Jane Doe, the accused burglar who has refused to talk to authorities since landing in the Anoka County jail in July, isn't mentally fit to stand trial.
The ruling became public Wednesday during a court hearing that turned heated at times. Doe, 37, spent the past two months undergoing a court-ordered psychological evaluation at the Minnesota Security Hospital in St. Peter.
She apparently didn't cooperate with staffers, but two experts assigned to the case determined that she has significant mental illness. Her mother was also contacted.
"The formal diagnosis does give significant insight into her," said Jennifer Pradt, her attorney. "And there is significant history to back up the diagnosis."
Prosecutor Justin Collins said his office won't challenge the ruling. Doe will be civilly committed to St. Peter on Friday in an attempt to treat her back to competency.
A confounding case
The standard for finding defendants competent is fairly low -- they must be able to understand the nature of the court proceedings and work rationally with their attorney.
Doe, whose real name is Tammy Thomas, has befuddled investigators and jail deputies. She refused to let police take fingerprints or her mug shot after she was arrested and charged with breaking into a house in Fridley. Deputies eventually lifted her prints off a drinking glass.
She has had no visitors or telephone calls. If she had broken her silence, Doe most likely would have gotten out of jail long ago.
Both attorneys said the competency report is confidential, so it's unclear whether any reasons were given for her secrecy. Pradt said the ruling was appropriate and the report thorough.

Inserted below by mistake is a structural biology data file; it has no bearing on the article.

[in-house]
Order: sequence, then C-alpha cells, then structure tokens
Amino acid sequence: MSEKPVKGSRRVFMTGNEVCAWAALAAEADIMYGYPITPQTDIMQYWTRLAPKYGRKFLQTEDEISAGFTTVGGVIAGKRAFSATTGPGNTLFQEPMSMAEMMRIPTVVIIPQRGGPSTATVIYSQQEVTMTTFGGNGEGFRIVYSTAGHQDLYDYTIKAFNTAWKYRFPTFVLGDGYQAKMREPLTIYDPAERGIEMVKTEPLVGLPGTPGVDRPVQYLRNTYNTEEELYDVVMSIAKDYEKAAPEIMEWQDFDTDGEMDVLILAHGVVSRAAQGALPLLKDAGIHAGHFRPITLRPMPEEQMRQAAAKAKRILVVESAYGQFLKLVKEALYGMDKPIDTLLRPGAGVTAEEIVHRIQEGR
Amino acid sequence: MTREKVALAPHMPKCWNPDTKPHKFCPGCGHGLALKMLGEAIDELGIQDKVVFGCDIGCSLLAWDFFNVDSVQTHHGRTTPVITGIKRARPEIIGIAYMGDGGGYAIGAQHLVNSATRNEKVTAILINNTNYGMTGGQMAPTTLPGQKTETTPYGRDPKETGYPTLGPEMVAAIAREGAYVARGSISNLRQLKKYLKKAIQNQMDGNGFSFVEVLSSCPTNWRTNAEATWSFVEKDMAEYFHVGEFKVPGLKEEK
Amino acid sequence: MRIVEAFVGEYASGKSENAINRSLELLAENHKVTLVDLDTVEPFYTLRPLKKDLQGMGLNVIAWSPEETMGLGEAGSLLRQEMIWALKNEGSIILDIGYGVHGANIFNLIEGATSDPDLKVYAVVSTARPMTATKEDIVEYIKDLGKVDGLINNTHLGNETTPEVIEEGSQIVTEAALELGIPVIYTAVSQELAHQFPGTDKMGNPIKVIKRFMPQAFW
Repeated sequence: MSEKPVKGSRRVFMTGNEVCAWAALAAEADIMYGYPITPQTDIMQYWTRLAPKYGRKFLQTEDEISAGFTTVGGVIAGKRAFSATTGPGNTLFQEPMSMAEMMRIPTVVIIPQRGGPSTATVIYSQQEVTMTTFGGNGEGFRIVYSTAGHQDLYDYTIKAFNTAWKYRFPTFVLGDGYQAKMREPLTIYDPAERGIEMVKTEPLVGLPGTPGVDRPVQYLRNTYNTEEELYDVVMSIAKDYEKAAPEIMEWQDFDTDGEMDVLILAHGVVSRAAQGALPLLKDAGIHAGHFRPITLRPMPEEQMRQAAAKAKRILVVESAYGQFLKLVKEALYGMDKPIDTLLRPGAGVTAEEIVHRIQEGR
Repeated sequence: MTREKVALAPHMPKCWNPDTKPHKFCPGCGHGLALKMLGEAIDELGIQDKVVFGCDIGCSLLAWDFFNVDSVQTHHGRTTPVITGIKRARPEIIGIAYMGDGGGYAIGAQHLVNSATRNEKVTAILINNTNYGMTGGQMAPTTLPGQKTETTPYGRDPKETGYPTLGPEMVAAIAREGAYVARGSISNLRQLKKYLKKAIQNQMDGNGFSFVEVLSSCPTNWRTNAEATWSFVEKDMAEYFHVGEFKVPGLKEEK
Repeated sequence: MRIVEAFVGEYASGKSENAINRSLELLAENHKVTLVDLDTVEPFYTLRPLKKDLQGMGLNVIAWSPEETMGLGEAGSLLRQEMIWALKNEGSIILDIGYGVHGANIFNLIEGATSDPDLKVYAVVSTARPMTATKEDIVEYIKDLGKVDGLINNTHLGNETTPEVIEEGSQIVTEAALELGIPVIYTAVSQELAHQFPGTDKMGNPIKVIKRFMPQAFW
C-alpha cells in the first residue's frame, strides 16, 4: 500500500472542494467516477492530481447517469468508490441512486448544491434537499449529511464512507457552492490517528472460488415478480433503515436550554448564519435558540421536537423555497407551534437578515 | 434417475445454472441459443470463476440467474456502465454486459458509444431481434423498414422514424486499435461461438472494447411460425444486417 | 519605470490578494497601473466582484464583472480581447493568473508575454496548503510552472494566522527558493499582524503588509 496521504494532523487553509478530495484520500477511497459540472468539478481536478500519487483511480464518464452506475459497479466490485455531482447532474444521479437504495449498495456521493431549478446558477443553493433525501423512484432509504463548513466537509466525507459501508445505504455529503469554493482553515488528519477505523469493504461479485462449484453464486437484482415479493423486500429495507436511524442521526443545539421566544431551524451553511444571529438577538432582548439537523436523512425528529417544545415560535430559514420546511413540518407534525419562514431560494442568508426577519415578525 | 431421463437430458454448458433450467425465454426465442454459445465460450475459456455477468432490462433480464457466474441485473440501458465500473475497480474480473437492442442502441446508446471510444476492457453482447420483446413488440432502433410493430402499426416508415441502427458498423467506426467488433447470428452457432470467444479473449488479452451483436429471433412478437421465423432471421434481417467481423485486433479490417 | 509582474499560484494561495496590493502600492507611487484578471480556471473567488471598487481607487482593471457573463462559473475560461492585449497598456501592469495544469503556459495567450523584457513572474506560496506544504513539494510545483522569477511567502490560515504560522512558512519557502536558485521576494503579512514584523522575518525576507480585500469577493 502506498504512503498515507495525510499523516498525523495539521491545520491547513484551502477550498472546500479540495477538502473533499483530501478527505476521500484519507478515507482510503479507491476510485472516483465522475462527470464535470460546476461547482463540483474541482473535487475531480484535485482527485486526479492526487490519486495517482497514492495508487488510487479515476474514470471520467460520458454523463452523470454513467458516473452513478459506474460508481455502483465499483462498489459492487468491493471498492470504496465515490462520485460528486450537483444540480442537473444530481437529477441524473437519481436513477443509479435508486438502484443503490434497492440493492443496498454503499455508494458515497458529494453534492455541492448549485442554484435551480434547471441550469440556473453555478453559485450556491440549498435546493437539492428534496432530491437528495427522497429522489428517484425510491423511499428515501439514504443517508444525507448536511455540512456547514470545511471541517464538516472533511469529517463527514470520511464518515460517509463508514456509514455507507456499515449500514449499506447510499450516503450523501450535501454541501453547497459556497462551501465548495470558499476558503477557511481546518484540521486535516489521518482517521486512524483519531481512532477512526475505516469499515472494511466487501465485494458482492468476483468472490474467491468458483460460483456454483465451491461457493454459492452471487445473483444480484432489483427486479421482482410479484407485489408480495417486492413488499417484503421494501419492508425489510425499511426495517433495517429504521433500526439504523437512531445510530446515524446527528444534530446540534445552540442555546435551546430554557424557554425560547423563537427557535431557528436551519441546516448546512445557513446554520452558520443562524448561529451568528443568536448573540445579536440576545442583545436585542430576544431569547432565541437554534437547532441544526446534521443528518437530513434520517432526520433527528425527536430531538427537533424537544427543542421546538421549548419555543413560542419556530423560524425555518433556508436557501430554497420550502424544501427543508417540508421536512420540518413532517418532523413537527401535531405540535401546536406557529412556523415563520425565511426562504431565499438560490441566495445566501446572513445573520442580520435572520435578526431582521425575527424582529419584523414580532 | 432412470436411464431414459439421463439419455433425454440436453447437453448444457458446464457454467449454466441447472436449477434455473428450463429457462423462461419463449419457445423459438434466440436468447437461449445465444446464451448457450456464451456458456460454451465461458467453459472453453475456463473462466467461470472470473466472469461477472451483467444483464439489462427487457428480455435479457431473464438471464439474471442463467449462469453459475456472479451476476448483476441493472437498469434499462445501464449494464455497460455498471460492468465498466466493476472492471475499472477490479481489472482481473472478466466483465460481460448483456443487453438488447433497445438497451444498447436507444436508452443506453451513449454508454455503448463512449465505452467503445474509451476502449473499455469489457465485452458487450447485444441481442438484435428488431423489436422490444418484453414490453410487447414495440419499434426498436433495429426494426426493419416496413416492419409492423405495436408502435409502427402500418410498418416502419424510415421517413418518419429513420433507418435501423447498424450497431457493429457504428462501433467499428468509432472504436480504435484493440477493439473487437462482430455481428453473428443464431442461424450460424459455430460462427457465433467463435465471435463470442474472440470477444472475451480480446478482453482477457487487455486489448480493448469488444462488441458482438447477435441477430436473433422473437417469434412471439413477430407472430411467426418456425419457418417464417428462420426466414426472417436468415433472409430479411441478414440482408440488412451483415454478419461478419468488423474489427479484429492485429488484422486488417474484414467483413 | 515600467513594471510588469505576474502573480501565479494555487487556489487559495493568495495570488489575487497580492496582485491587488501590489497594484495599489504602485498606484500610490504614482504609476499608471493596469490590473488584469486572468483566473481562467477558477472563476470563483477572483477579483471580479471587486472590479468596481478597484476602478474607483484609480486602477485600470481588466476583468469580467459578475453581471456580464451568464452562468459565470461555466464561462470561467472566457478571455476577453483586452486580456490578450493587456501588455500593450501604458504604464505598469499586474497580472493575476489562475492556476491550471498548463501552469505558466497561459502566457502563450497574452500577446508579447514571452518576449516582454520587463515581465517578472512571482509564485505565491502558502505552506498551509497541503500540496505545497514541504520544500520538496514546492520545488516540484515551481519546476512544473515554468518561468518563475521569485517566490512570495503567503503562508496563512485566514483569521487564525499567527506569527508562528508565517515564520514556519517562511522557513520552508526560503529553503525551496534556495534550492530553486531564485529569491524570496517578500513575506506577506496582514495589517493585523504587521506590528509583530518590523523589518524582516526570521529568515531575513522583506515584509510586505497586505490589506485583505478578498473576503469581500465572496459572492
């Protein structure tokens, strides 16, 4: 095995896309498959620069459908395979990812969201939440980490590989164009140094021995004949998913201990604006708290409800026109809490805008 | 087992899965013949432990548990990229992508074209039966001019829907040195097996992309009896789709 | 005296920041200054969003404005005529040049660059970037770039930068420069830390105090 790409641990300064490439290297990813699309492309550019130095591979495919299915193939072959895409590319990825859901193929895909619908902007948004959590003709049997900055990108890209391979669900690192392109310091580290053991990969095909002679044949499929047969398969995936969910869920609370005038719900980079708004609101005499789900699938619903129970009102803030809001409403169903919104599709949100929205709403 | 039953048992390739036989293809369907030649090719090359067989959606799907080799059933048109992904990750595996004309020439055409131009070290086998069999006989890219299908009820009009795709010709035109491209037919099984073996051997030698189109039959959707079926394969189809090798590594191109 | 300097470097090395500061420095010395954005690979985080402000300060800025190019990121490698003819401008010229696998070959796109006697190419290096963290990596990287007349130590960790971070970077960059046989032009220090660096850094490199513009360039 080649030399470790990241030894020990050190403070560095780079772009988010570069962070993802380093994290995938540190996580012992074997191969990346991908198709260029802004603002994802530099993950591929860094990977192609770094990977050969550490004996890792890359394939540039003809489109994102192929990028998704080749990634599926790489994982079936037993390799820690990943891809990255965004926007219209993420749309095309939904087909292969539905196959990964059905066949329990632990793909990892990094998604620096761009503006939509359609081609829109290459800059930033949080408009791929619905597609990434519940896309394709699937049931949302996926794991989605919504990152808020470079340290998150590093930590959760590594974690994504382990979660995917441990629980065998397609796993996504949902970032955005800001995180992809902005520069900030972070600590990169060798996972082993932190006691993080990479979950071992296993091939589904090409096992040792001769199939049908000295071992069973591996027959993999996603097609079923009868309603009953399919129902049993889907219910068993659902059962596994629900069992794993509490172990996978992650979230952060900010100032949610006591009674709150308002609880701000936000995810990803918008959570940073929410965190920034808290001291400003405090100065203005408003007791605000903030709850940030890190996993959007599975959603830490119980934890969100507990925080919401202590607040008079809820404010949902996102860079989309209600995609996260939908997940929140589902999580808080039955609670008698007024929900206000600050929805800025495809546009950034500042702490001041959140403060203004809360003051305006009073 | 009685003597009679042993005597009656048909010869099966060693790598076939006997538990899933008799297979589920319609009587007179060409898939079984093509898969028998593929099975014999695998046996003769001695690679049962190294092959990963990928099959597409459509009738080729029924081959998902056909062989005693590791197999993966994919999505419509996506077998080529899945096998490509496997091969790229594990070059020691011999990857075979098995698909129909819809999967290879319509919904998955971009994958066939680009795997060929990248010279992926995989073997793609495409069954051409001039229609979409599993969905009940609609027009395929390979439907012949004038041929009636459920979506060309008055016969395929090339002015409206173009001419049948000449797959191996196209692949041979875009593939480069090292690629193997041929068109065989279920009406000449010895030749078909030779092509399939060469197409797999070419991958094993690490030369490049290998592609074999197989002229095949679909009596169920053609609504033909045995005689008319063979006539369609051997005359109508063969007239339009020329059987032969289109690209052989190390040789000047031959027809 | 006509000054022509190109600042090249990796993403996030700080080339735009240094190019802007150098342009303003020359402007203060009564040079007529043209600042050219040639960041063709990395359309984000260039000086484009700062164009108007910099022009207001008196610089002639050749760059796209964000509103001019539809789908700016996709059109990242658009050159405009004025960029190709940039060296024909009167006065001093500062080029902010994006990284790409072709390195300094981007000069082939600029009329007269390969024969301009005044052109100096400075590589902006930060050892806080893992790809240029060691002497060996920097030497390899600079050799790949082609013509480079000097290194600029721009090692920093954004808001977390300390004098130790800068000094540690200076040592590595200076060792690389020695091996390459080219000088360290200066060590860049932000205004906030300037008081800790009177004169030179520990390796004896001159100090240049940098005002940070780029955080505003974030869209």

"We know more about Ms. Doe," she said. "She may not have control over what she's doing."
Doe had little criminal history until her arrest in Fridley. She broke into an empty house, changed the locks and put up drapes, according to the charges. Officers found a sport-utility vehicle stolen from Genoa City, Wis., in the garage, and later discovered minor thefts in Baraboo and Tomah, Wis.
Public records show that she has a practical nurse's license that expires this year and that she is registered to vote.
'You were given a name'
During Wednesday's hearing, Pradt raised a concern to Judge Daniel O'Fallon that Doe was disciplined in jail because she wasn't interacting with jail deputies. She was put in segregation and had her few privileges restricted. The judge said he wouldn't delve into jail policy because he needed more information on why she was disciplined.
Doe asked the judge not to refer to her as Tammy Thomas. He had opened the hearing by calling her Tammy Thomas, but said, "also known as Jane Doe."
"If you have evidence you are another person, provide information and I will look at it," he said.
Through her attorney, Doe said she wasn't Tammy Thomas because results from one of the two databases that police ran her fingerprints through were inconclusive.
A visibly frustrated O'Fallon sternly said he was confident she had been accurately identified.
"You are somebody. You were given a name at birth," he said, leaning forward in his chair. "Jane Doe isn't on your birth certificate."
David Chanen • 612-673-4465